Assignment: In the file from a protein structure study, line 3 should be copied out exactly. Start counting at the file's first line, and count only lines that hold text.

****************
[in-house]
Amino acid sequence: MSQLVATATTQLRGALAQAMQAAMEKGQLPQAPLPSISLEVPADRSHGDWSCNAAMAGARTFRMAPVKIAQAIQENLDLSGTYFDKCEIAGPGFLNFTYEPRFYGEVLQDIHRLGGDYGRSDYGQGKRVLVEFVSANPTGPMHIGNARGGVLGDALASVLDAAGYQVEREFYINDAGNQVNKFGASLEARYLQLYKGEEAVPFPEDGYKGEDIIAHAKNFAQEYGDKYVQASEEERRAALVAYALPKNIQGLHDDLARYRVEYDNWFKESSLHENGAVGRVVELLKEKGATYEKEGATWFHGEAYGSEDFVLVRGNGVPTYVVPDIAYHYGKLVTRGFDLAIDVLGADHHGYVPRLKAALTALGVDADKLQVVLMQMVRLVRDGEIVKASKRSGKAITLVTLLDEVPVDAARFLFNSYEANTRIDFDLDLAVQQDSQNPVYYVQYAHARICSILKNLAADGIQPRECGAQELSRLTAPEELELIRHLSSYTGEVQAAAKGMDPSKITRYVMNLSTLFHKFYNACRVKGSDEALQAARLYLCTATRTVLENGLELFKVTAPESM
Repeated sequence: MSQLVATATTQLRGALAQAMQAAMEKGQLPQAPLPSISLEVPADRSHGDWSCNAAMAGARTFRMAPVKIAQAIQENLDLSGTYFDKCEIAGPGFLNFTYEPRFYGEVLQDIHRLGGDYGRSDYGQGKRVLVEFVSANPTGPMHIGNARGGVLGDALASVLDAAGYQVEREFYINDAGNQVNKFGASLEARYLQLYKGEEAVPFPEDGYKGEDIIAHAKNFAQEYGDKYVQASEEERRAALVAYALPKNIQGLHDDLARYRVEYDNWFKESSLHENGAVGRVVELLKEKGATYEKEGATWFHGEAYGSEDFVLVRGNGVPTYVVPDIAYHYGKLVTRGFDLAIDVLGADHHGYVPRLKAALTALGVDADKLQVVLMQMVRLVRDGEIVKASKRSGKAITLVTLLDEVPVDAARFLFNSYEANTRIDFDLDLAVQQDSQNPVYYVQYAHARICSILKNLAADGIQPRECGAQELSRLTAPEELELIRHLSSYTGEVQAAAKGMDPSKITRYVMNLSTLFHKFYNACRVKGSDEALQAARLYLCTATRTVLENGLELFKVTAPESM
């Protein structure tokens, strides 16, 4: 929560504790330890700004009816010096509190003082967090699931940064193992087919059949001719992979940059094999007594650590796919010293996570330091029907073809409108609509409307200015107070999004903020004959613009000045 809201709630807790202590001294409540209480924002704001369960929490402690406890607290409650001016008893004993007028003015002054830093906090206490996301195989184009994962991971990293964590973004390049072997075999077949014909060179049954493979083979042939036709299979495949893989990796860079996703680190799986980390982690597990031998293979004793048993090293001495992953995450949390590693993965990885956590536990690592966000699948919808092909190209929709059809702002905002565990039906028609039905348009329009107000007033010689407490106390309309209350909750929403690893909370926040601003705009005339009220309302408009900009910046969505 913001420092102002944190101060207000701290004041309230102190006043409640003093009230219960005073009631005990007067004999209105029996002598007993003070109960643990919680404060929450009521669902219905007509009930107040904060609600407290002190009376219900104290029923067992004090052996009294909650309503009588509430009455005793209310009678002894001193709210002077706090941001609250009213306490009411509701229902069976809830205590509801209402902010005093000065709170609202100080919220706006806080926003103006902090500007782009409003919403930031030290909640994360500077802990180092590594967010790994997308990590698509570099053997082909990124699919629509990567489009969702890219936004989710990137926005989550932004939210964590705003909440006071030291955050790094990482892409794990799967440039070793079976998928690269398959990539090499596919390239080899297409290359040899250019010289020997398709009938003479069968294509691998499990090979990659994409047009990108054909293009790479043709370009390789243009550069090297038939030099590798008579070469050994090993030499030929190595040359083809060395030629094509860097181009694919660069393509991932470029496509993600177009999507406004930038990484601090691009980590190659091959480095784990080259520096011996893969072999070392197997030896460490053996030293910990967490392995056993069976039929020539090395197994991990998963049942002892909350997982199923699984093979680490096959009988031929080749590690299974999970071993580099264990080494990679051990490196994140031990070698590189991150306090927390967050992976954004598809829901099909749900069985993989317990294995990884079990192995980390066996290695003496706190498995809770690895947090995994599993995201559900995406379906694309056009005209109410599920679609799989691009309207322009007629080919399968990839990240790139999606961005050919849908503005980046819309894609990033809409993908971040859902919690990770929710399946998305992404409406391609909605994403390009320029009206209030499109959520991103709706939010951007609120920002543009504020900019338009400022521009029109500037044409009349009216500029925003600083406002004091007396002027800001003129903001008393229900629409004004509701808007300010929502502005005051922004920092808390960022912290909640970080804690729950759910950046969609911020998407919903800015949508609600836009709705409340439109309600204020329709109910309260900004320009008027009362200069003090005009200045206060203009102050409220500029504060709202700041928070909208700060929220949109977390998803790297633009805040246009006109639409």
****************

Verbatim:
Repeated sequence: MSQLVATATTQLRGALAQAMQAAMEKGQLPQAPLPSISLEVPADRSHGDWSCNAAMAGARTFRMAPVKIAQAIQENLDLSGTYFDKCEIAGPGFLNFTYEPRFYGEVLQDIHRLGGDYGRSDYGQGKRVLVEFVSANPTGPMHIGNARGGVLGDALASVLDAAGYQVEREFYINDAGNQVNKFGASLEARYLQLYKGEEAVPFPEDGYKGEDIIAHAKNFAQEYGDKYVQASEEERRAALVAYALPKNIQGLHDDLARYRVEYDNWFKESSLHENGAVGRVVELLKEKGATYEKEGATWFHGEAYGSEDFVLVRGNGVPTYVVPDIAYHYGKLVTRGFDLAIDVLGADHHGYVPRLKAALTALGVDADKLQVVLMQMVRLVRDGEIVKASKRSGKAITLVTLLDEVPVDAARFLFNSYEANTRIDFDLDLAVQQDSQNPVYYVQYAHARICSILKNLAADGIQPRECGAQELSRLTAPEELELIRHLSSYTGEVQAAAKGMDPSKITRYVMNLSTLFHKFYNACRVKGSDEALQAARLYLCTATRTVLENGLELFKVTAPESM